Spine surgery for sciatica via an incision no larger than a a needle puncture. Is this the reason why the Neurosurgeon (as oposed to an orthopaedic surgeon) is often the best qualified specialist to treat sciatica, and if so - what are the latest advances?
Are Spine Operations Brain Surgery?
Endoscopic microdiscectomy is a new keyhole surgery technique that allows surgery for prolapsed (slipped) discs to be performed through a needle puncture as opposed to an open wound.
One of the UK’s leading Neurosurgeons, Mr Irfan Malik who now specialises in this most advanced form of minimally invasive surgery provides us with a detailed insight into what is involved and who can benefit.
In his article Mr Malik says, “Endoscopic microdiscectomy is currently deemed suitable for patients with sciatica caused by a prolapsed (slipped) disc. Whether an individual patient would benefit from this technique as opposed to conventional open surgery is a decision best made by the patient in consultation with a surgeon who is expert in the technique as various technical considerations (that vary from patient to patient) do play a significant role in the success of this technique.”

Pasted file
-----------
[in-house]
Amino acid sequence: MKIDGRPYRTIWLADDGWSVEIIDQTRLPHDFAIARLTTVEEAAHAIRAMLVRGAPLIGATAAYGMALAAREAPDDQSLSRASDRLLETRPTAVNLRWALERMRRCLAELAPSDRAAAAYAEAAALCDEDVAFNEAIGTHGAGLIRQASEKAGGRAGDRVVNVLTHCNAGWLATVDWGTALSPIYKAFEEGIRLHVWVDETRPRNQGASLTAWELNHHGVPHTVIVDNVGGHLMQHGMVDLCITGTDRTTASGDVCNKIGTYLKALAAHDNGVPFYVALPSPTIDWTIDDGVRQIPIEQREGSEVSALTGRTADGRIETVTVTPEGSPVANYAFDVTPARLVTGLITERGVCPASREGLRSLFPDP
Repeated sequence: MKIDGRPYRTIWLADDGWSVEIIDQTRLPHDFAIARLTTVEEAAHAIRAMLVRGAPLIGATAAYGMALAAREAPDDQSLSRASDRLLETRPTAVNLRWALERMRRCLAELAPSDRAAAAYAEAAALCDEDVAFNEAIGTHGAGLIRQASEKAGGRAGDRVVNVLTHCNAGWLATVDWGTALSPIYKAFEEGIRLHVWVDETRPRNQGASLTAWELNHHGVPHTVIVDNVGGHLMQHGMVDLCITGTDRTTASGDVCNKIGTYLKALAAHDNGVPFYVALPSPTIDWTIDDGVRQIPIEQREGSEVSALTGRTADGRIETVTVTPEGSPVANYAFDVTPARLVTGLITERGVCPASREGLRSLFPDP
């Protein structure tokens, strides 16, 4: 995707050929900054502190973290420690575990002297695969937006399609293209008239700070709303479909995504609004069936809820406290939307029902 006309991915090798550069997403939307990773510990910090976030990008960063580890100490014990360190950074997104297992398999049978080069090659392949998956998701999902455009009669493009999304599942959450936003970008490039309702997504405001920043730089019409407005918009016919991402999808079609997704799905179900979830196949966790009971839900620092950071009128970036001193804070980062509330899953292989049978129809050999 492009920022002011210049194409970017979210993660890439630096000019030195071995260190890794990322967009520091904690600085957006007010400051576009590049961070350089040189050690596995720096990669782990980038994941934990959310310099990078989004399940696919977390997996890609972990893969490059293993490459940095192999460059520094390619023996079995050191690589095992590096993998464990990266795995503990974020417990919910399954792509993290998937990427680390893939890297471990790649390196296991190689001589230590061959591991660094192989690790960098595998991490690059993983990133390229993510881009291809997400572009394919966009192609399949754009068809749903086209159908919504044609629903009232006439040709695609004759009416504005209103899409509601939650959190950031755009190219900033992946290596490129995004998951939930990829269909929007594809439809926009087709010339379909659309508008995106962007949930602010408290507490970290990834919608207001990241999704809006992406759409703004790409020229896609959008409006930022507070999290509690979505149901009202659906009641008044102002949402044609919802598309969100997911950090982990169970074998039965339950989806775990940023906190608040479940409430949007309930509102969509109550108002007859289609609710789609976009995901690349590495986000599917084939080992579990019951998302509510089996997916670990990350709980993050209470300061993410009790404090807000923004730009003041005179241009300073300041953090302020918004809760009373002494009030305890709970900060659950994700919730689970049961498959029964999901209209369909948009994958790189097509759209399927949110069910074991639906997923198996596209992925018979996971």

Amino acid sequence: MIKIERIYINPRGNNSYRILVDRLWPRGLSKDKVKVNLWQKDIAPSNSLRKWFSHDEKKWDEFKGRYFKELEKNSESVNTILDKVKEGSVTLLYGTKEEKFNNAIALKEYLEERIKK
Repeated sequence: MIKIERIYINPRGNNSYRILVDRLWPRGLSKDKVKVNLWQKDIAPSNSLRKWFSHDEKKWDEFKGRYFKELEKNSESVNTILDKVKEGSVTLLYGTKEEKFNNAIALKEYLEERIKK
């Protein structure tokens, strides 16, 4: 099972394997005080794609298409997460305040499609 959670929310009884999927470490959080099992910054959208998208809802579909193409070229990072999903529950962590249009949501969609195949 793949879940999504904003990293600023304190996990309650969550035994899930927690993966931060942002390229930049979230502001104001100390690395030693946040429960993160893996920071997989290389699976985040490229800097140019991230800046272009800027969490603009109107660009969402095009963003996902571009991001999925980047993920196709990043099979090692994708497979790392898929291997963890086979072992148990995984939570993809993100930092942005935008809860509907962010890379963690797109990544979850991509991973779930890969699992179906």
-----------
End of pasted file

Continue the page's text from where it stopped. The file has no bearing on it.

Mr Malik goes on to explain that the latest endoscopic minimally invasive approach has some key benefits. Total Health asked Mr Malik to explain in plain English what exactly these benefits are for patients. Here is his reply:
“The procedure has several advantages for those patients that are suitable for the intervention. Firstly, as opposed to a several centimetre incision (5–10cm on average) that is required in even the smallest conventional microdiscectomy, the endoscope allows the whole operation to be performed through an incision no bigger than a needle puncture.”
“Secondly, because the endoscope is far more gentle and precise as a technique, there is much less tissue damage and scarring. This means that the incidence of subsequent pain (both in the muscle and wound) is greatly reduced. Indeed most patients are able to go home the same day.”
“Thirdly, because of the precision and gentleness of the system it is virtually bloodless.”
“Finally, because the whole procedure is literally performed through a needle puncture it is usually done without the need for general anaesthesia, using sedation and local anaesthetic alone. This means that the risks that are inherent when a general anaesthetic is required are avoided.”
For further information - see Endoscopic Microdisectomy Surgery